Head football coach Rich Lackner, the winningest coach in CMU history, has announced his retirement following the 2021 season, his 36th year at the helm. The veteran first stepped on Carnegie Mellon's campus in 1975 as a student-athlete and linebacker for the Tartans. Following his 1979 graduation with a bachelor's degree in history, Lackner remained with then head coach Chuck Klausing as an assistant coach. Seven years later, Lackner was named head coach when Klausing left to join the University of Pittsburgh. Under Lackner's leadership, the Tartans have amassed a 226-123-2 (.647) record, including 12 conference championships. Eleven of those conference championships came in the University Athletic Association (UAA), and he was named UAA Coach of the Year seven times. In 2006, he led the Tartans to an 11-1 mark, their most wins in a single season, and their sixth NCAA playoff berth. "Rich Lackner is one of the finest human beings I have ever known. He has never looked at football as just wins and losses, but rather, he has always embraced the opportunity to teach, mentor and educate young men during a formative time in their lives," said Director of Athletics Josh Centor. "I am forever humbled by the privilege to have worked alongside Rich for the past 14 years. There is nothing he wouldn't do to support a player, colleague or friend. His legacy will be felt at Carnegie Mellon forever." Learn more about the legendary coach.
Rema Padman, the Trustees Professor of Management Science and Healthcare Informatics at the Heinz College of Information Systems and Public Policy, has received a grant from the National Institutes of Health for her work on the development of a digital therapy tool for chronic disease management. This three-year research program is a collaboration with researchers at Michigan State University and Arizona State University to investigate developing and evaluating a user-centric patient education video recommendation system to connect patients with diabetes, for example, with relevant, understandable and credible video content. Through the combined application of machine learning and optimization methods and social science-based impact evaluation, this tool will enable clinicians to identify the health care videos most useful for a given patient from the vast corpus of user-generated content on YouTube. By complementing and building upon existing approaches for improving societal health and health literacy, Padman's work with her colleagues aims to promote stronger patient-physician communication, transparency and credibility.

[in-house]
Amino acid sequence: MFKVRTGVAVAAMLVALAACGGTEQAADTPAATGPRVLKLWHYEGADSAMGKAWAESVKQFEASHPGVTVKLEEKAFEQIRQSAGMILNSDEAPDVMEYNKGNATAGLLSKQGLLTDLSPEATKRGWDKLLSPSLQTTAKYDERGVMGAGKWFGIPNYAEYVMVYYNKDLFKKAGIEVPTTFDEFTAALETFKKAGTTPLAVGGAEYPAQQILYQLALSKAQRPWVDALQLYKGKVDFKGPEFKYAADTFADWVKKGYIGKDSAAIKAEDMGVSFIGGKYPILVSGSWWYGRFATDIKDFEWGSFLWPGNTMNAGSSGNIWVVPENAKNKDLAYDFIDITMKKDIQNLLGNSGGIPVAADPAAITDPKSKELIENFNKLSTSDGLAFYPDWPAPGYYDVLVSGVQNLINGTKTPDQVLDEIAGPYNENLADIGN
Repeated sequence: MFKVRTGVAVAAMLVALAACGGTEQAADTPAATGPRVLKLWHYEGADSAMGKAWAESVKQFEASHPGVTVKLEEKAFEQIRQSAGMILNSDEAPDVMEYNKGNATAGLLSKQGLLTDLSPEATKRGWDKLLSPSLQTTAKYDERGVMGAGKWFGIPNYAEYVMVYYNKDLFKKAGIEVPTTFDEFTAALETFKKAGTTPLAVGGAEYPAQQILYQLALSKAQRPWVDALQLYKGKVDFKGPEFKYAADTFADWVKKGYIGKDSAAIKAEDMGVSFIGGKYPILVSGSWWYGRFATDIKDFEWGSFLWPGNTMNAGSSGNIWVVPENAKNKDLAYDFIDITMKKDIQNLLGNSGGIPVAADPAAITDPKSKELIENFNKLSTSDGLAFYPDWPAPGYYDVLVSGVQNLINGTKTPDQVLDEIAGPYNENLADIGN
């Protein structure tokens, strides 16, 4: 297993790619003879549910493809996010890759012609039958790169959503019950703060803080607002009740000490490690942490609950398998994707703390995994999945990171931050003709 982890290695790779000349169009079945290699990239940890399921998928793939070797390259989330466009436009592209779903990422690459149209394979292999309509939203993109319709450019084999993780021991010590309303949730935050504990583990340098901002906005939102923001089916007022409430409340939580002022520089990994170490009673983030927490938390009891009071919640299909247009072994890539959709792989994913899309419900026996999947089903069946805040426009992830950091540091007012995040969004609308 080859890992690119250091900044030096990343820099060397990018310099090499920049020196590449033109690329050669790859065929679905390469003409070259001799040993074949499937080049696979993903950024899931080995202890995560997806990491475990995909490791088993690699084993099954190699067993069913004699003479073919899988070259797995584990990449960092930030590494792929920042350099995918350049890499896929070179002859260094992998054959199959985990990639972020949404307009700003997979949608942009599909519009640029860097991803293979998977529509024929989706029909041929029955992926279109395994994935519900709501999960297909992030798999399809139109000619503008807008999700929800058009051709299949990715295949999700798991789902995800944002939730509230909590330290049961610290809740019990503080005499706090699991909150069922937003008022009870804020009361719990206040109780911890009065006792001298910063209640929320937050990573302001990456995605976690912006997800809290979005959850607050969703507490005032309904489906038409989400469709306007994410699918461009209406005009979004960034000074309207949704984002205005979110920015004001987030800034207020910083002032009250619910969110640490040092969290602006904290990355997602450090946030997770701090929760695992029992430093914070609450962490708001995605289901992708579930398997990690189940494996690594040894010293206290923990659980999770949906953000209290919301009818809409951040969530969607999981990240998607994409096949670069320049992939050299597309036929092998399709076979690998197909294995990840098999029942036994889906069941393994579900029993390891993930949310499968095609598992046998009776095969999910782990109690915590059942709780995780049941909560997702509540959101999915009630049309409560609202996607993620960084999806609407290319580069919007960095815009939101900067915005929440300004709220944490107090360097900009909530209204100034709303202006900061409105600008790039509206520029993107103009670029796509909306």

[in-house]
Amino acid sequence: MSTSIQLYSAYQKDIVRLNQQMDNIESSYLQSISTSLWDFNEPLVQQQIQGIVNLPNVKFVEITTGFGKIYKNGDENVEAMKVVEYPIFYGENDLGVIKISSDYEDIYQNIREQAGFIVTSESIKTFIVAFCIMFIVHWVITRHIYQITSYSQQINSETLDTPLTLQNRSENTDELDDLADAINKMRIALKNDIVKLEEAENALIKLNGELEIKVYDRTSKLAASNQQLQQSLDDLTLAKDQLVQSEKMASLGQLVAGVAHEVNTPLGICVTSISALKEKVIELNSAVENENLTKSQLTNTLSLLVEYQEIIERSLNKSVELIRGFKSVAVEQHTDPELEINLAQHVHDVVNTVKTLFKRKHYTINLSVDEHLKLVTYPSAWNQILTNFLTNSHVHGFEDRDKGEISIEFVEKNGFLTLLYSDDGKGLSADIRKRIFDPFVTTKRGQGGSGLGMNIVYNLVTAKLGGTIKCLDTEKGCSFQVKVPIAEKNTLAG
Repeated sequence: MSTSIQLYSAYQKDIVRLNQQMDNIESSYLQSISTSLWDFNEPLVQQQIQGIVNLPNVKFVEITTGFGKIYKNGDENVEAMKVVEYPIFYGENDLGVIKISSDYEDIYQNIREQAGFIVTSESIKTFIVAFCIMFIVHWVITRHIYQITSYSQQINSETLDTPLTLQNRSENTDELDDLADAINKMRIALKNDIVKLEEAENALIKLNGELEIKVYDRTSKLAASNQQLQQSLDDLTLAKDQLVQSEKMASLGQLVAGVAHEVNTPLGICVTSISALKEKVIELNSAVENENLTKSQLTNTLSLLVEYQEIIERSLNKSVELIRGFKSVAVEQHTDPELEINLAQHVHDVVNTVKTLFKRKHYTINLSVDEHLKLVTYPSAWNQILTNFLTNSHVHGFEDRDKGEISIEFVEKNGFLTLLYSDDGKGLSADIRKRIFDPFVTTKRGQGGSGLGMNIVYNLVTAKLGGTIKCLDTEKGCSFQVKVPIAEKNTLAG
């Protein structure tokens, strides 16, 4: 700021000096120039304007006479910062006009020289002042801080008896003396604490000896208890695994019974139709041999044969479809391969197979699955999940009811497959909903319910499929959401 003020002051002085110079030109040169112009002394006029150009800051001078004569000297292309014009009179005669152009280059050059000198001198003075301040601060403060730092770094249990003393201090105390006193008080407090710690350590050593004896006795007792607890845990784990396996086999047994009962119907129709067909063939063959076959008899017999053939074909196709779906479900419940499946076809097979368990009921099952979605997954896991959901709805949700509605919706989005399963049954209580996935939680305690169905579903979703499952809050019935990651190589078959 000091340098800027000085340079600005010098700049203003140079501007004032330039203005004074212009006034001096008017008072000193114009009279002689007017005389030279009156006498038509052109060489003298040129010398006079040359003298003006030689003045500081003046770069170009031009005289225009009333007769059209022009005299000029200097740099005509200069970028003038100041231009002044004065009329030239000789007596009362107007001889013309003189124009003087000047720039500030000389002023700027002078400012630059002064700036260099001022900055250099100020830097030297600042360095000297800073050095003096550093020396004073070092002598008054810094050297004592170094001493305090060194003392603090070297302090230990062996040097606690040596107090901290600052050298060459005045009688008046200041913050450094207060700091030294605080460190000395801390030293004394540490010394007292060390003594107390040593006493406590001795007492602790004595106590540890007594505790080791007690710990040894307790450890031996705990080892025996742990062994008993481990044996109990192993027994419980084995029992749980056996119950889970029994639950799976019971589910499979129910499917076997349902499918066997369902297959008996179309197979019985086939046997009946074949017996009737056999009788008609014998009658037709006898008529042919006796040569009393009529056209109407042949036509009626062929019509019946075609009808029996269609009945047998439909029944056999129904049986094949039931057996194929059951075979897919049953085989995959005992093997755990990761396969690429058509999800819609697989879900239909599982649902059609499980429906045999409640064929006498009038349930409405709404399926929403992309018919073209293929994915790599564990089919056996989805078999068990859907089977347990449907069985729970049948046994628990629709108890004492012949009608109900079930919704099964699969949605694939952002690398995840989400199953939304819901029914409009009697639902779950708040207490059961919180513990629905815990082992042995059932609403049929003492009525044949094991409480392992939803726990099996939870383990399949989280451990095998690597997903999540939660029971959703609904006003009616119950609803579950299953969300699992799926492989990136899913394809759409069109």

George Chen, an assistant professor of information systems at the Heinz College of Information Systems and Public Policy and an affiliated faculty member of the Machine Learning Department, has received a CAREER Award from the National Science Foundation. These prestigious grants are designed to support early-career faculty conducting innovative research at the leading edge of science and technology. Chen received the award for his project “Real-Time Nonparametric Machine Learning for Healthcare with Guarantees,” which aims to utilize recent advances in deep learning, survival analysis, and nonparametric estimation theory to assist medical transport and clinical exam room scheduling systems by providing a more accurate prediction of how long patients will spend in different stages of clinical visits. As such, this work has the potential to improve the efficiency of resource usage within hospitals while personalizing patient care.